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For security reasons, I do not want to have all my database information stored in plaintext in settings.py. I would like to load the information into the memory (ie - set the DATABASE setup var) when the Django server starts.

How can I do this?

EDIT: I think there is a misunderstanding here. The idea is compartmentalize security. If an attacker successfully gains access to the django machine, I do not want them to be able to access the database (on a different machine). This is not unreasonable. Obviously, when the machine restarts, the information would have to be put in again - but that is the cost of complete compartmentalization. With this approach, a breach of the django server machine would have no impact on the security of the data.

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In this case don't you have this database information available somewhere in plain text as well (just in a different file, say your webserver config)? I don't think there is a security concern as long you don't share the information with the wrong people. –  Torsten Engelbrecht Jul 4 '12 at 1:57
See edit. I do not want to keep the information anywhere at all - I want to manually put it in when the server starts. –  guywhoneedsahand Jul 4 '12 at 21:27
Ok. The problem you are facing is that it is not that simple to pass these kind of extra options to your webserver (apache, nginx) on startup. Honestly I don't see a real way to achieve this without some complicated solution. –  Torsten Engelbrecht Jul 5 '12 at 1:31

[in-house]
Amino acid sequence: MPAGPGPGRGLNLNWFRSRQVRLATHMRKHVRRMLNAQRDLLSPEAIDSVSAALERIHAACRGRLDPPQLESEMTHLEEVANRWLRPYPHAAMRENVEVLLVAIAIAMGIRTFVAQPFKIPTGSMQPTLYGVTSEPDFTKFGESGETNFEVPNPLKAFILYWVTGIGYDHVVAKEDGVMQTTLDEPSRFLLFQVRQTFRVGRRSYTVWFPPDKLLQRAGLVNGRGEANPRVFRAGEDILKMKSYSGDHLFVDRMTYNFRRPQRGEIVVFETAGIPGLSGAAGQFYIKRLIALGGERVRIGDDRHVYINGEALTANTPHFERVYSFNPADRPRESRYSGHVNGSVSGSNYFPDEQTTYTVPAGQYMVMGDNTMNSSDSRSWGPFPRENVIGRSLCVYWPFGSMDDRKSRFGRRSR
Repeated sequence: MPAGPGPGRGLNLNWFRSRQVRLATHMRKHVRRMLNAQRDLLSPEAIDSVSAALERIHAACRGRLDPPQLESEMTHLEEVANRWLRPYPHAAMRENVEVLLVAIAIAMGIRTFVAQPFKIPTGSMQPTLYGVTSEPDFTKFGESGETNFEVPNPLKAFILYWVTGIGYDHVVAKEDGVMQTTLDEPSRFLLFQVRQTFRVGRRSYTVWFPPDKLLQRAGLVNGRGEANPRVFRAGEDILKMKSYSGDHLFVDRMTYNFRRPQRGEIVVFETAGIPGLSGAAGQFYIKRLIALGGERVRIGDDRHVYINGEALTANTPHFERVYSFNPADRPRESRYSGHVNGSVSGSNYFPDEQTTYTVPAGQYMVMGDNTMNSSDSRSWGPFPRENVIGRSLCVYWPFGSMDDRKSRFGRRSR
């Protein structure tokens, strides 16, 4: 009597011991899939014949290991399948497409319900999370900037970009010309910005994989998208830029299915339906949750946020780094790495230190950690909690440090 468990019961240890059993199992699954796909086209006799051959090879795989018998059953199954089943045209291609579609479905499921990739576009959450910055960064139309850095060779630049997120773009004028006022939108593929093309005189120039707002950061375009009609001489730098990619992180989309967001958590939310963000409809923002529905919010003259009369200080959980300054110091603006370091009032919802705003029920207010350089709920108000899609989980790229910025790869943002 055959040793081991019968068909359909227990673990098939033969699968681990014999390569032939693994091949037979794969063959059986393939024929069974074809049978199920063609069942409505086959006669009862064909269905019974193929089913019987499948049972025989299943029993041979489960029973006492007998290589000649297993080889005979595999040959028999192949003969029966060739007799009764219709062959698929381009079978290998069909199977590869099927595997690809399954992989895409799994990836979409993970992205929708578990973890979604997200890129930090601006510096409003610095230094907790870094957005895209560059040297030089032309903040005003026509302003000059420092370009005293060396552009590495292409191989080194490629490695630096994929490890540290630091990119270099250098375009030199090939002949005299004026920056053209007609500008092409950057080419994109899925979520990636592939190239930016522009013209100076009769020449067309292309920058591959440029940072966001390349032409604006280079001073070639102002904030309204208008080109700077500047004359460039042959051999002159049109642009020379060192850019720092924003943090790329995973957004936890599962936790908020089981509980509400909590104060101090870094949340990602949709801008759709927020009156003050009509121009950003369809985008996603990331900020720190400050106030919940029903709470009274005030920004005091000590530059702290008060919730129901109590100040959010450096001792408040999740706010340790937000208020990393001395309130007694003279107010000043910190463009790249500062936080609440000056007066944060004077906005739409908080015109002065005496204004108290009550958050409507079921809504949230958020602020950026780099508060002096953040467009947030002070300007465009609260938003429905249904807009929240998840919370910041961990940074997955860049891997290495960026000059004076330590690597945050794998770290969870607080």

How about creating a file that holds the database information, and then setting the settings + deleting the file on startup? This was my initial thought, but as far as I can tell, Django has no signals or anything for startup... –  guywhoneedsahand Jul 5 '12 at 1:45
Something like this is possible, but you can not just delete the new file easily afterwards. Lets say you create a new settings file which should be handled by the django appilcation. This one set the database settings. Once you delete it afterwards where can Django access the information. I am not that into the Django code, so it makes a lot of cycles forth and back the settings to get the database related information. –  Torsten Engelbrecht Jul 5 '12 at 2:52

1 Answer 1

You can move the database settings to another file but what do you gain? The details would need to be stored somewhere: the server can't load the details into memory and then delete the file from which it read the details because then it won't be able to connect to the database the next time it restarts.

It would also needlessly complicate your system because your system has already been compromised when someone can read the source. You should worry more about that than moving all passwords (and similar details, such as API keys) into special files elsewhere.

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See edit - I do not want to keep the information anywhere at all - I want to manually put it in when the server starts. –  guywhoneedsahand Jul 4 '12 at 21:28

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